Weird Supermassive Forces Are Making Black Holes Collide

gravitational waves generated by a binary black hole system
Supermassive Forces Are Making Black Holes Collidebrightstars - Getty Images
  • Smaller black holes can meet and merge in the wake of supermassive black holes.

  • This may be because of the turbulence created by overlapping accretion disks and torque effects.

  • Supermassive black holes form the cores of many galaxies, including the Milky Way.

In new research, scientists analyze how supermassive black holes at the heart of many galaxies have influenced the way other black holes form. The spin and gravity generated by these monster black holes can force smaller black holes together in “traffic jams” that allow them to combine and grow larger. It’s one part Mario Kart sand pit and one part Katamari Damacy in the black hole traffic jam.

Supermassive black holes, including the one at the center of our own Milky Way, are millions or even billions the size of our Sun. They’re not super well understood, but they’re very, very old and inseparable from the galaxies they occupy. The Milky Way’s supermassive black hole, Sagittarius A*, likely played a part in how the galaxy’s spiral shape formed with its unfathomable gravity and directional rotation force known as torque.

Throughout the universe, there are “migration torques,” meaning places where rotational forces end up moving rogue objects toward the objects generating the torques. A flushing toilet is like a migration torque toward the drain. But these spots come in all strengths, the same way you can make a fun, but weak, whirlpool in a circular backyard pool by walking around its edges. That’s not gonna flush your toilet, but over a long time, it will gather up sediment from a larger overall area.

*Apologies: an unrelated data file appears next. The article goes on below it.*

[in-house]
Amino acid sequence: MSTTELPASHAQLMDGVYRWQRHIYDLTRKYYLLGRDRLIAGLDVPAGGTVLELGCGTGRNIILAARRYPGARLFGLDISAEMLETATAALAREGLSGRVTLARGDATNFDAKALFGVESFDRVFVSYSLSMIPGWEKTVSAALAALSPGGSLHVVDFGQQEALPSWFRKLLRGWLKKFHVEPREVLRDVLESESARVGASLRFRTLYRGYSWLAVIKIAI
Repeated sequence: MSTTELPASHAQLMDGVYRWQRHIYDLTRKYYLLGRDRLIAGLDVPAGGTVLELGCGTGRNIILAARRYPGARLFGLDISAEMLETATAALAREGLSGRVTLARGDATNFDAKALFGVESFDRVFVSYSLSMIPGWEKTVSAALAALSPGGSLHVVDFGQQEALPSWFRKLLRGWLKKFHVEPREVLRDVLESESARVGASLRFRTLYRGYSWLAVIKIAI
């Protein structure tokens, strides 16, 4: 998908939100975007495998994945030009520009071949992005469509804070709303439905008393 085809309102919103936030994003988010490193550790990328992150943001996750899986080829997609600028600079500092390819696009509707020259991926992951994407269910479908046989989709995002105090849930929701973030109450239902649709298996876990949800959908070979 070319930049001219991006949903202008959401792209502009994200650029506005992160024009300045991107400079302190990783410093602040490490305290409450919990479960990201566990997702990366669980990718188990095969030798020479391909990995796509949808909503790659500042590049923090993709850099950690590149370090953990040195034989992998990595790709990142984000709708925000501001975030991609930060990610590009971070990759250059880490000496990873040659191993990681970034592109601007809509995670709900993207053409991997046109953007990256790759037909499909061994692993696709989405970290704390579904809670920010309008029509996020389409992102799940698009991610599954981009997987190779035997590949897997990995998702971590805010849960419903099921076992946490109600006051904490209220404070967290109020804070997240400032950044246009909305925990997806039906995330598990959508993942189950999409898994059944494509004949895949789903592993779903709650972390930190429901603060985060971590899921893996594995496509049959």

These torques, in space, contribute to black hole “traffic jams”. Supermassive black holes, also called active galactic nuclei, have disks of accreted (or accumulated) materials that orbits them. They also each have their own overall migration torque. Within the accretion disk area, there are other, far smaller black holes—stellar scale, as opposed to galaxy scale—and each of these has its own accretion disk. There’s a thermal reaction where all of these accretions mix, and apparently, it greatly increases the distance reached by the original migration torque. As a result, the researches call their hypothesized traffic jams “thermal torques.”

There’s an inflection point of different factors where thermal torques start to overtake regular gravitational torques inside the influence of a supermassive black hole. That turns a migration torque toward the supermassive black hole into a thermal migration torque that points outward. Something special is happening in the zones where the torque “flips” this way, and the researchers suggest is caused by the collision of accretion disks within the system. Imagine the chaos (and visible turbulence) produced if you did put a toilet flush in the middle of your backyard whirlpool.

So, within these zones of torque change—which, overall, may be more neutral for migration—the smaller black holes can be slowed by forces and then combined. Objects in motion are hard to pair off, but objects standing still can meet more easily. Then, they’re ready to be swept away together by the whirlpool of the thermal torque and migration torque.

If breaking down and studying all the overlapping gravities and other forces on the galaxy scale seems like an overwhelmingly large problem to you, you’re not alone. But scientists choose and study one small aspect at a time. This paper, for instance, focuses on the way thermal torque and migration torque affect each other under specific parameters in order to take just one step forward. The team said that their work illustrates one good guess as to how binary black holes meet and merge.

But this small piece must be woven into those larger and more complex intersections of many other factors as well—and that’s for the next 5 or 25 or 100 teams to explore.

You Might Also Like